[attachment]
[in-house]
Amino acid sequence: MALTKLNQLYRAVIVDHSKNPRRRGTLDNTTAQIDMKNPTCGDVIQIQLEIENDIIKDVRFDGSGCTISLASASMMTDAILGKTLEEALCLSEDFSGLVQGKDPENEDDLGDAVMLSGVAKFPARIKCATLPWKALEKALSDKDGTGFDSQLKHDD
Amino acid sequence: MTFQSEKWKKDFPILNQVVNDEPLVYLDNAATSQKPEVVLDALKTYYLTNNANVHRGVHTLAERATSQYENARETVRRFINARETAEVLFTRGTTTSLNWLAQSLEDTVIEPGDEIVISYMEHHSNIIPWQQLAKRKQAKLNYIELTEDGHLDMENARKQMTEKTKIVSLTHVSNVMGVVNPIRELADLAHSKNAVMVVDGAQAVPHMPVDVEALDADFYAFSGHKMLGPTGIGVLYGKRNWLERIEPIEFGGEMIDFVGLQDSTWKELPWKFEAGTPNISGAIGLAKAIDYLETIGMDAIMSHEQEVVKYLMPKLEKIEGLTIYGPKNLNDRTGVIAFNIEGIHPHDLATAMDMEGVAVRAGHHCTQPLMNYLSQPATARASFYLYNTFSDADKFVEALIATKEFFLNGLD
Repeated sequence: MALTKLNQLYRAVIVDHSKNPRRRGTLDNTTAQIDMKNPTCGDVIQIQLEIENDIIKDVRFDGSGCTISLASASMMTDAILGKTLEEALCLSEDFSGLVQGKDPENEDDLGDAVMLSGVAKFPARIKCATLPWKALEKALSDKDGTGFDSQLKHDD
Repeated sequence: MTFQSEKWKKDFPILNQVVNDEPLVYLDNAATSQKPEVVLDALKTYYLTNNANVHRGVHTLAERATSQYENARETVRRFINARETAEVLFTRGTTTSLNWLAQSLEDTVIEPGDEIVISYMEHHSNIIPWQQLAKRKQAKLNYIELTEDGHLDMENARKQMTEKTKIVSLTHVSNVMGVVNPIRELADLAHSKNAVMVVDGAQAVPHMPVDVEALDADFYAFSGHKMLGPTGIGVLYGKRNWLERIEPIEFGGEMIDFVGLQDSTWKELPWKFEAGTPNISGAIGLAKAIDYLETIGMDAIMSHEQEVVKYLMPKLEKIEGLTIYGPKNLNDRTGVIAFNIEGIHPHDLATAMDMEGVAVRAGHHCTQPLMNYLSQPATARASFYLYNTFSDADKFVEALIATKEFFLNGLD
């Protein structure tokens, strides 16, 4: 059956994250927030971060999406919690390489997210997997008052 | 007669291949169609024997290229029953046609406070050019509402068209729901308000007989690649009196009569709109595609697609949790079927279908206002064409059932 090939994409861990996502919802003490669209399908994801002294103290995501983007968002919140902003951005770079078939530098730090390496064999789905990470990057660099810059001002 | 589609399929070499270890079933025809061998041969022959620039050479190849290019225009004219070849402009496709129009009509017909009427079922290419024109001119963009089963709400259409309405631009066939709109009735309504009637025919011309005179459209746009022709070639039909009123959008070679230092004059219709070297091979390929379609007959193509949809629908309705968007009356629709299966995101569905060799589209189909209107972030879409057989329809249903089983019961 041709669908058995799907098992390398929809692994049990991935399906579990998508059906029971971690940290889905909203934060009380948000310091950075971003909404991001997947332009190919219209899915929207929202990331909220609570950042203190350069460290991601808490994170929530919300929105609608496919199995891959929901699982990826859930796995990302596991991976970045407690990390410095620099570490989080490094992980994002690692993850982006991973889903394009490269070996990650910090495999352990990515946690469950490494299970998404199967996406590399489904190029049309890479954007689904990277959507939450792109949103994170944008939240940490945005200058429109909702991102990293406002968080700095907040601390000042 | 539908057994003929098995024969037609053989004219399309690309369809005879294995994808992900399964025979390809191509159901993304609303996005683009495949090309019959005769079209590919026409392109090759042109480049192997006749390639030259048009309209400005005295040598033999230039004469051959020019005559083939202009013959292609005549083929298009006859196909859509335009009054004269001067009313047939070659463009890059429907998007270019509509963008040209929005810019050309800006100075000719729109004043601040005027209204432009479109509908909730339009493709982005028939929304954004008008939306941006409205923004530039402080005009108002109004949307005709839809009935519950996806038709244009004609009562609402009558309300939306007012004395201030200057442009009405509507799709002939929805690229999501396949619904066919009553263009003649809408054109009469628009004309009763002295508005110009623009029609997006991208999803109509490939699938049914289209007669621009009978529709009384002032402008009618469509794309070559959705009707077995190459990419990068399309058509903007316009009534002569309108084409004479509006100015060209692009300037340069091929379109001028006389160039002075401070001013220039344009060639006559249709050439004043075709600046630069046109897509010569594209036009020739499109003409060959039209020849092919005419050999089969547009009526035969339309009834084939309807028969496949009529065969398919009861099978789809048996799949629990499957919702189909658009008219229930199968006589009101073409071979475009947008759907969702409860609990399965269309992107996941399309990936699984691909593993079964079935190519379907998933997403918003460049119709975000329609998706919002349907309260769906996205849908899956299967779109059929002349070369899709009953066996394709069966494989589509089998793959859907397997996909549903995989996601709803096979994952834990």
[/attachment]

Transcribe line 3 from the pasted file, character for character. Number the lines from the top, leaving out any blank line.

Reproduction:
Amino acid sequence: MTFQSEKWKKDFPILNQVVNDEPLVYLDNAATSQKPEVVLDALKTYYLTNNANVHRGVHTLAERATSQYENARETVRRFINARETAEVLFTRGTTTSLNWLAQSLEDTVIEPGDEIVISYMEHHSNIIPWQQLAKRKQAKLNYIELTEDGHLDMENARKQMTEKTKIVSLTHVSNVMGVVNPIRELADLAHSKNAVMVVDGAQAVPHMPVDVEALDADFYAFSGHKMLGPTGIGVLYGKRNWLERIEPIEFGGEMIDFVGLQDSTWKELPWKFEAGTPNISGAIGLAKAIDYLETIGMDAIMSHEQEVVKYLMPKLEKIEGLTIYGPKNLNDRTGVIAFNIEGIHPHDLATAMDMEGVAVRAGHHCTQPLMNYLSQPATARASFYLYNTFSDADKFVEALIATKEFFLNGLD